Unpublished Dispositionclyde R. Goetz, Petitioner-appellant, v. United States of America, Respondent-appellee, 894 F.2d 407 (6th Cir. 1990)Annotate this Case
Before KENNEDY and BOGGS, Circuit Judges, and THOMAS G. HULL, Chief District Judge.*
Goetz moves for in forma pauperis status on appeal from the district court's order denying Goetz's motion to vacate sentence. 28 U.S.C. § 2255 (1982). The appeal has been referred to a panel of the court pursuant to Rule 9(a), Rules of the Sixth Circuit. Upon consideration, this panel unanimously agrees that oral argument is not needed. Fed. R. App. P. 34(a).
In 1979, Goetz pleaded guilty to possession of stolen Treasury checks and forgery. He received a ten year sentence. In 1989, Goetz filed his motion to vacate raising three issues: 1) violation of the double jeopardy clause, 2) judicial bias, and 3) judicial manipulation of sentence. Goetz also filed a motion to amend, adding a Fed. R. Crim. P. 11 issue. After the government filed responses, the district court entered an opinion and order denying the motion to amend and holding that Goetz's other claims lacked merit. Goetz then appealed.
The primary issue in this case concerns double jeopardy. Goetz's argument on this issue lacks merit because both the possession of stolen Treasury check and forgery charges contain different elements. See Whalen v. United States, 445 U.S. 684, 693-95 (1980). Goetz cites Ball v. United States, 470 U.S. 856, 862 (1985), in which the Supreme Court held that proof of illegal receipt of a firearm necessarily includes proof of illegal possession of that weapon.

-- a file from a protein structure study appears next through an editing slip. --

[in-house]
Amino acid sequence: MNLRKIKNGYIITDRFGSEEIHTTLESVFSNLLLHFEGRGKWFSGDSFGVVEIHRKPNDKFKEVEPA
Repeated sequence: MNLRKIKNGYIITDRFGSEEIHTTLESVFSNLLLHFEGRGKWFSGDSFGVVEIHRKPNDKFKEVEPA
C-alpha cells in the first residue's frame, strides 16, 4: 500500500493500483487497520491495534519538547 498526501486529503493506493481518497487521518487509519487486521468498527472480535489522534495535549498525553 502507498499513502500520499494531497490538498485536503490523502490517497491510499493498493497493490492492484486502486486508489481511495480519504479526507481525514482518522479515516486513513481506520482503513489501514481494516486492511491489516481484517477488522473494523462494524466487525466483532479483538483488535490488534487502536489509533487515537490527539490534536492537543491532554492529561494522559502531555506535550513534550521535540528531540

If this case involved the illegal possession of a stolen Treasury check and receiving a stolen Treasury check, Ball would control. But this case involves possession and forgery charges. Forgery involves an additional act which is more than possession, namely, the illegal signing of a document. Therefore, Ball can be distinguished from the present case. No double jeopardy violation occurred here.
We have examined Goetz's remaining issues, and they do not present a significant question. Accordingly, the motion for pauper status is denied. The order of the district court is affirmed under Rule 9(b) (5), Rules of the Sixth Circuit, because the issues are not substantial and do not require oral argument.
The Honorable Thomas G. Hull, Chief U.S. District Judge for the Eastern District of Tennessee, sitting by designation